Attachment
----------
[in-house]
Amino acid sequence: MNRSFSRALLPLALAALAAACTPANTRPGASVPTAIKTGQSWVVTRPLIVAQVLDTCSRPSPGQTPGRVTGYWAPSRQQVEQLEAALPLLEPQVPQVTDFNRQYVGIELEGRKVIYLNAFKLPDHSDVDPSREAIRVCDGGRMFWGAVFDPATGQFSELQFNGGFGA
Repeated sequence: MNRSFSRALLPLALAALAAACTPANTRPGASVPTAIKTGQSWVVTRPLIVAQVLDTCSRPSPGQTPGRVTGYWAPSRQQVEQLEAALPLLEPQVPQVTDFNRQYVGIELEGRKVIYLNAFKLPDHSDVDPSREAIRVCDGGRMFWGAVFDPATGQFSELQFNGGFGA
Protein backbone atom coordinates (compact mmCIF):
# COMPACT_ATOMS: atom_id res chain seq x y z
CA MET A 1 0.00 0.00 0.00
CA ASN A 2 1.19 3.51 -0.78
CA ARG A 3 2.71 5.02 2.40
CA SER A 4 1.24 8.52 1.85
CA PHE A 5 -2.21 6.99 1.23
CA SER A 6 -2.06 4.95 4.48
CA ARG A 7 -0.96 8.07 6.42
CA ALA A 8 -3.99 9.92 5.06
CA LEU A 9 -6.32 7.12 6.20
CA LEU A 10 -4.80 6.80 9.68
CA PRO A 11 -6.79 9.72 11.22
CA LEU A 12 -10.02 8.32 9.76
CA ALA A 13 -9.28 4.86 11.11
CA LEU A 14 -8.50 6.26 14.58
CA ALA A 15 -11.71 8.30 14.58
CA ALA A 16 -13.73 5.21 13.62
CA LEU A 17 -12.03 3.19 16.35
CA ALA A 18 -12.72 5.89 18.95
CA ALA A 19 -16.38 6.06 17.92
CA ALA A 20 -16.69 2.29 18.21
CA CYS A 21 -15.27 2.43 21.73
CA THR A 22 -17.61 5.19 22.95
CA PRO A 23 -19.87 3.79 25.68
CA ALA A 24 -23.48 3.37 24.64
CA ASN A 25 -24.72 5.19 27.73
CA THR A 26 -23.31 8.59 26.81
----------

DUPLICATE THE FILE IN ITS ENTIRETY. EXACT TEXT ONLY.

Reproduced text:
[in-house]
Amino acid sequence: MNRSFSRALLPLALAALAAACTPANTRPGASVPTAIKTGQSWVVTRPLIVAQVLDTCSRPSPGQTPGRVTGYWAPSRQQVEQLEAALPLLEPQVPQVTDFNRQYVGIELEGRKVIYLNAFKLPDHSDVDPSREAIRVCDGGRMFWGAVFDPATGQFSELQFNGGFGA
Repeated sequence: MNRSFSRALLPLALAALAAACTPANTRPGASVPTAIKTGQSWVVTRPLIVAQVLDTCSRPSPGQTPGRVTGYWAPSRQQVEQLEAALPLLEPQVPQVTDFNRQYVGIELEGRKVIYLNAFKLPDHSDVDPSREAIRVCDGGRMFWGAVFDPATGQFSELQFNGGFGA
Protein backbone atom coordinates (compact mmCIF):
# COMPACT_ATOMS: atom_id res chain seq x y z
CA MET A 1 0.00 0.00 0.00
CA ASN A 2 1.19 3.51 -0.78
CA ARG A 3 2.71 5.02 2.40
CA SER A 4 1.24 8.52 1.85
CA PHE A 5 -2.21 6.99 1.23
CA SER A 6 -2.06 4.95 4.48
CA ARG A 7 -0.96 8.07 6.42
CA ALA A 8 -3.99 9.92 5.06
CA LEU A 9 -6.32 7.12 6.20
CA LEU A 10 -4.80 6.80 9.68
CA PRO A 11 -6.79 9.72 11.22
CA LEU A 12 -10.02 8.32 9.76
CA ALA A 13 -9.28 4.86 11.11
CA LEU A 14 -8.50 6.26 14.58
CA ALA A 15 -11.71 8.30 14.58
CA ALA A 16 -13.73 5.21 13.62
CA LEU A 17 -12.03 3.19 16.35
CA ALA A 18 -12.72 5.89 18.95
CA ALA A 19 -16.38 6.06 17.92
CA ALA A 20 -16.69 2.29 18.21
CA CYS A 21 -15.27 2.43 21.73
CA THR A 22 -17.61 5.19 22.95
CA PRO A 23 -19.87 3.79 25.68
CA ALA A 24 -23.48 3.37 24.64
CA ASN A 25 -24.72 5.19 27.73
CA THR A 26 -23.31 8.59 26.81